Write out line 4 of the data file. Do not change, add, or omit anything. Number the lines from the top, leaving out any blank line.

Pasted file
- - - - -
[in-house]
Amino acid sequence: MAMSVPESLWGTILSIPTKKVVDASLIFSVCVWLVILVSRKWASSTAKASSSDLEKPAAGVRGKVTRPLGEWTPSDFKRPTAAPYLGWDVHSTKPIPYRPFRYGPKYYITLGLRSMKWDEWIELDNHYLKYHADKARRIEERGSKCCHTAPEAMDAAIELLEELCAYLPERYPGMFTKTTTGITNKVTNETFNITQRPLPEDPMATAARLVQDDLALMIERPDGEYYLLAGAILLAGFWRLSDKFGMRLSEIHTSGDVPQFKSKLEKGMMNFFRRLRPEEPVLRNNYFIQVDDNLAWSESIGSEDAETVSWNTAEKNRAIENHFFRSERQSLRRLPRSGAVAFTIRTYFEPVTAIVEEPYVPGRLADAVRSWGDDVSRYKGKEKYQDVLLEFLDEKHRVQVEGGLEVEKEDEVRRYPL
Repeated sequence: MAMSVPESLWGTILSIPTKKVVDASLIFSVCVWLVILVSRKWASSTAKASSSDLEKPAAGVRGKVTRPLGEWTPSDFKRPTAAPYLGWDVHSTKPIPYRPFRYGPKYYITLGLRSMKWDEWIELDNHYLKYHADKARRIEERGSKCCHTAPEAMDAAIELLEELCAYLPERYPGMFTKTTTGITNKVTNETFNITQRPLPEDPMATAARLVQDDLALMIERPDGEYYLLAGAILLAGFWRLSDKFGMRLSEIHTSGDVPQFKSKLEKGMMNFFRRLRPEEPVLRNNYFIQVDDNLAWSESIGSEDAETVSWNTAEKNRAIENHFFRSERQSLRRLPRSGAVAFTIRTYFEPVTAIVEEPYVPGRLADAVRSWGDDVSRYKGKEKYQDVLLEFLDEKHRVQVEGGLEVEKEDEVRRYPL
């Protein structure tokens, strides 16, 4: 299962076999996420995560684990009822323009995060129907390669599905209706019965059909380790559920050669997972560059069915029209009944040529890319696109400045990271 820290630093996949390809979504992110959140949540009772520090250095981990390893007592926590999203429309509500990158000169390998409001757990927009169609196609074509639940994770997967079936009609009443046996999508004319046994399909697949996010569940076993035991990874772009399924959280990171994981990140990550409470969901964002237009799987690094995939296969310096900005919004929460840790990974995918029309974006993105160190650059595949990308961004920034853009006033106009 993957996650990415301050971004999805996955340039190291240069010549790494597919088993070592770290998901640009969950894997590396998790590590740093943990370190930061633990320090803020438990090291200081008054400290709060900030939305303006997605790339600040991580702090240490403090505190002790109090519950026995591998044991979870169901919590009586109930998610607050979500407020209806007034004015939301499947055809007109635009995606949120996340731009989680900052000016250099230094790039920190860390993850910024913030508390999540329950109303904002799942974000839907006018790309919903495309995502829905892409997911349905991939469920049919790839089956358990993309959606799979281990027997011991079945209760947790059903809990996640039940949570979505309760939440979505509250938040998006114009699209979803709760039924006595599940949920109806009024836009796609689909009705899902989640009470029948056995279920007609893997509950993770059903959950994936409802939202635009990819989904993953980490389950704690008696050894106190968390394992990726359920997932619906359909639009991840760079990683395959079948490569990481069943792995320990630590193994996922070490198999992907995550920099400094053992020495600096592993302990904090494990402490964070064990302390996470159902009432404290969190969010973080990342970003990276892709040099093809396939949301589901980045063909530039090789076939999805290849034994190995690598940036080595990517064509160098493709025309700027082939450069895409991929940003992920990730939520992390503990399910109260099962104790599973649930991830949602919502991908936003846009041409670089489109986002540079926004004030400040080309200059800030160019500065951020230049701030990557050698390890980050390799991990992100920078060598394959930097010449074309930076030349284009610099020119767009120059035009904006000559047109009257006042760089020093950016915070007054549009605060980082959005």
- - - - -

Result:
């Protein structure tokens, strides 16, 4: 299962076999996420995560684990009822323009995060129907390669599905209706019965059909380790559920050669997972560059069915029209009944040529890319696109400045990271 820290630093996949390809979504992110959140949540009772520090250095981990390893007592926590999203429309509500990158000169390998409001757990927009169609196609074509639940994770997967079936009609009443046996999508004319046994399909697949996010569940076993035991990874772009399924959280990171994981990140990550409470969901964002237009799987690094995939296969310096900005919004929460840790990974995918029309974006993105160190650059595949990308961004920034853009006033106009 993957996650990415301050971004999805996955340039190291240069010549790494597919088993070592770290998901640009969950894997590396998790590590740093943990370190930061633990320090803020438990090291200081008054400290709060900030939305303006997605790339600040991580702090240490403090505190002790109090519950026995591998044991979870169901919590009586109930998610607050979500407020209806007034004015939301499947055809007109635009995606949120996340731009989680900052000016250099230094790039920190860390993850910024913030508390999540329950109303904002799942974000839907006018790309919903495309995502829905892409997911349905991939469920049919790839089956358990993309959606799979281990027997011991079945209760947790059903809990996640039940949570979505309760939440979505509250938040998006114009699209979803709760039924006595599940949920109806009024836009796609689909009705899902989640009470029948056995279920007609893997509950993770059903959950994936409802939202635009990819989904993953980490389950704690008696050894106190968390394992990726359920997932619906359909639009991840760079990683395959079948490569990481069943792995320990630590193994996922070490198999992907995550920099400094053992020495600096592993302990904090494990402490964070064990302390996470159902009432404290969190969010973080990342970003990276892709040099093809396939949301589901980045063909530039090789076939999805290849034994190995690598940036080595990517064509160098493709025309700027082939450069895409991929940003992920990730939520992390503990399910109260099962104790599973649930991830949602919502991908936003846009041409670089489109986002540079926004004030400040080309200059800030160019500065951020230049701030990557050698390890980050390799991990992100920078060598394959930097010449074309930076030349284009610099020119767009120059035009904006000559047109009257006042760089020093950016915070007054549009605060980082959005």